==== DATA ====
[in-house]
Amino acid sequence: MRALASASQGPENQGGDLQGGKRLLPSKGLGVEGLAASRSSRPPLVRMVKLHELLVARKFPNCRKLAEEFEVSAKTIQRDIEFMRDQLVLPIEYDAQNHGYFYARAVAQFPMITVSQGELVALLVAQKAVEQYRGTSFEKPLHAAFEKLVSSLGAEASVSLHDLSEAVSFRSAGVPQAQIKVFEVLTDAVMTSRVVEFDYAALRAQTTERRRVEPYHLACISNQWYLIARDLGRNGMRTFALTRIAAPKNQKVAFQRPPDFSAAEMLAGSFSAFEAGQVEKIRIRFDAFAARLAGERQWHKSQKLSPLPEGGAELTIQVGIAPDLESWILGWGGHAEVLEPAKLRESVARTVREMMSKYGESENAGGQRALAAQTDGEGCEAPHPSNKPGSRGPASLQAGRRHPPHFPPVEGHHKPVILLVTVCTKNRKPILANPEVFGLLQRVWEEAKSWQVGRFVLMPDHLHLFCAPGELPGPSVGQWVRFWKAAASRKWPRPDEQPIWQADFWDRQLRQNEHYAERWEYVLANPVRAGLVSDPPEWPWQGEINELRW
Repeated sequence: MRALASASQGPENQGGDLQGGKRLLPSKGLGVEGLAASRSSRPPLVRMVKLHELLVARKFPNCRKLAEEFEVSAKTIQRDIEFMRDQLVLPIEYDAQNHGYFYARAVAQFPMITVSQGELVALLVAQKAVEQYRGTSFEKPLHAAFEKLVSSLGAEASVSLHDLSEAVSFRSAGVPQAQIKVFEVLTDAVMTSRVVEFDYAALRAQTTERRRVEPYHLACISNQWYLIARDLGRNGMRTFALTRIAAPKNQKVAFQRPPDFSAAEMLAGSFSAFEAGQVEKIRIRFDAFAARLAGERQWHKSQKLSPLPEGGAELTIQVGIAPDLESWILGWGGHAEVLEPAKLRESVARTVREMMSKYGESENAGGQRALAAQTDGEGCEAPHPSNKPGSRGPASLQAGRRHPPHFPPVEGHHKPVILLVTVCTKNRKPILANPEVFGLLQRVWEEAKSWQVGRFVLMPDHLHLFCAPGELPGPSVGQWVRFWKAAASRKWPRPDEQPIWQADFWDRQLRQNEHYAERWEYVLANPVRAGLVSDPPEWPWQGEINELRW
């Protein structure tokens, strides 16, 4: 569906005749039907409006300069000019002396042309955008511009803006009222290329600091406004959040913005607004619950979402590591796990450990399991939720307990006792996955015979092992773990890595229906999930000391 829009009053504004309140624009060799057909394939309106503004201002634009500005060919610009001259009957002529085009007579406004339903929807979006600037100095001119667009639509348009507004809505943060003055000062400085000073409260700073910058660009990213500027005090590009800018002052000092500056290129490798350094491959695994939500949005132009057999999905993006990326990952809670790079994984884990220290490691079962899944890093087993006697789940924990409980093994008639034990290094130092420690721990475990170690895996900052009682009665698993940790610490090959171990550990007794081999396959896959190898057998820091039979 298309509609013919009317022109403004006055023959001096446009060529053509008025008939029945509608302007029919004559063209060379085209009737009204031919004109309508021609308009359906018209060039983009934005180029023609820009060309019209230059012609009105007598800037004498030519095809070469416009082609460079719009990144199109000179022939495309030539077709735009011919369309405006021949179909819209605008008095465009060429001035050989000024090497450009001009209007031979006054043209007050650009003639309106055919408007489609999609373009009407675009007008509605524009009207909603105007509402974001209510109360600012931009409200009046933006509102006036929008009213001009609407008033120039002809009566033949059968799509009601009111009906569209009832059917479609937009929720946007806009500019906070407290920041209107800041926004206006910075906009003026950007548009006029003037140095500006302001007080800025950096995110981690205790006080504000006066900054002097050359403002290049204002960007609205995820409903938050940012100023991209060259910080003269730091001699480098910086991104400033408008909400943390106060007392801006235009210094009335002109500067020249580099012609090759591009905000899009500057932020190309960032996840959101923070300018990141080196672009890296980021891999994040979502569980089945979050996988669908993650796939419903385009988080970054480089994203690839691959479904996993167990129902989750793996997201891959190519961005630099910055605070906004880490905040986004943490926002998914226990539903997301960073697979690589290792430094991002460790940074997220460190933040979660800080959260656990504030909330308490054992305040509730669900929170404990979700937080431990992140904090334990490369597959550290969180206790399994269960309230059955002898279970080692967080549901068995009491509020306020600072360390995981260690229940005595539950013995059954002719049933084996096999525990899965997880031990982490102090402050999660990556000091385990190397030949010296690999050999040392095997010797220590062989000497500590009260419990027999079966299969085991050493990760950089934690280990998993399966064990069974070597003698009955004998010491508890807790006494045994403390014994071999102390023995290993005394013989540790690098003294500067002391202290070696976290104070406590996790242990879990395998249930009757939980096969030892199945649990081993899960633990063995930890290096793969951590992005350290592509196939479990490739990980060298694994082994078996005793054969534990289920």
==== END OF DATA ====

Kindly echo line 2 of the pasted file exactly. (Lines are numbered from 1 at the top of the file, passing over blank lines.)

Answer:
Amino acid sequence: MRALASASQGPENQGGDLQGGKRLLPSKGLGVEGLAASRSSRPPLVRMVKLHELLVARKFPNCRKLAEEFEVSAKTIQRDIEFMRDQLVLPIEYDAQNHGYFYARAVAQFPMITVSQGELVALLVAQKAVEQYRGTSFEKPLHAAFEKLVSSLGAEASVSLHDLSEAVSFRSAGVPQAQIKVFEVLTDAVMTSRVVEFDYAALRAQTTERRRVEPYHLACISNQWYLIARDLGRNGMRTFALTRIAAPKNQKVAFQRPPDFSAAEMLAGSFSAFEAGQVEKIRIRFDAFAARLAGERQWHKSQKLSPLPEGGAELTIQVGIAPDLESWILGWGGHAEVLEPAKLRESVARTVREMMSKYGESENAGGQRALAAQTDGEGCEAPHPSNKPGSRGPASLQAGRRHPPHFPPVEGHHKPVILLVTVCTKNRKPILANPEVFGLLQRVWEEAKSWQVGRFVLMPDHLHLFCAPGELPGPSVGQWVRFWKAAASRKWPRPDEQPIWQADFWDRQLRQNEHYAERWEYVLANPVRAGLVSDPPEWPWQGEINELRW